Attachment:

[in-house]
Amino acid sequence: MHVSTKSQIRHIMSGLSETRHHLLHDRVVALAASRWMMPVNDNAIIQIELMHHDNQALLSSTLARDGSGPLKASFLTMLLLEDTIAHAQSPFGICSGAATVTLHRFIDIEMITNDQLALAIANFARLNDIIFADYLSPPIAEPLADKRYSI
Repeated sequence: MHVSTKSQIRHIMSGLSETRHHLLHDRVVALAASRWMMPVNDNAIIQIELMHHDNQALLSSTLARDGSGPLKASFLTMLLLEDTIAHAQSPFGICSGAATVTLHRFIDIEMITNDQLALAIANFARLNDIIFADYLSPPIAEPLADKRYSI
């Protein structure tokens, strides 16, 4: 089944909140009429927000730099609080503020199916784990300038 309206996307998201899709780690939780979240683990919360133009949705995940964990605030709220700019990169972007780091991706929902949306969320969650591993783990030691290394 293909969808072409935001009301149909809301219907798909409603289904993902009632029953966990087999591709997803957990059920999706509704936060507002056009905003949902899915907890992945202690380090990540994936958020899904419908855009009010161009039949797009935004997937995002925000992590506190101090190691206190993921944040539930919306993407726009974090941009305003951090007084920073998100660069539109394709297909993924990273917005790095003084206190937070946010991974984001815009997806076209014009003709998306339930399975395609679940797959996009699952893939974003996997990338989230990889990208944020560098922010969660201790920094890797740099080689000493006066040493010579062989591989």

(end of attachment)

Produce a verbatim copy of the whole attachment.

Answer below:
[in-house]
Amino acid sequence: MHVSTKSQIRHIMSGLSETRHHLLHDRVVALAASRWMMPVNDNAIIQIELMHHDNQALLSSTLARDGSGPLKASFLTMLLLEDTIAHAQSPFGICSGAATVTLHRFIDIEMITNDQLALAIANFARLNDIIFADYLSPPIAEPLADKRYSI
Repeated sequence: MHVSTKSQIRHIMSGLSETRHHLLHDRVVALAASRWMMPVNDNAIIQIELMHHDNQALLSSTLARDGSGPLKASFLTMLLLEDTIAHAQSPFGICSGAATVTLHRFIDIEMITNDQLALAIANFARLNDIIFADYLSPPIAEPLADKRYSI
């Protein structure tokens, strides 16, 4: 089944909140009429927000730099609080503020199916784990300038 309206996307998201899709780690939780979240683990919360133009949705995940964990605030709220700019990169972007780091991706929902949306969320969650591993783990030691290394 293909969808072409935001009301149909809301219907798909409603289904993902009632029953966990087999591709997803957990059920999706509704936060507002056009905003949902899915907890992945202690380090990540994936958020899904419908855009009010161009039949797009935004997937995002925000992590506190101090190691206190993921944040539930919306993407726009974090941009305003951090007084920073998100660069539109394709297909993924990273917005790095003084206190937070946010991974984001815009997806076209014009003709998306339930399975395609679940797959996009699952893939974003996997990338989230990889990208944020560098922010969660201790920094890797740099080689000493006066040493010579062989591989």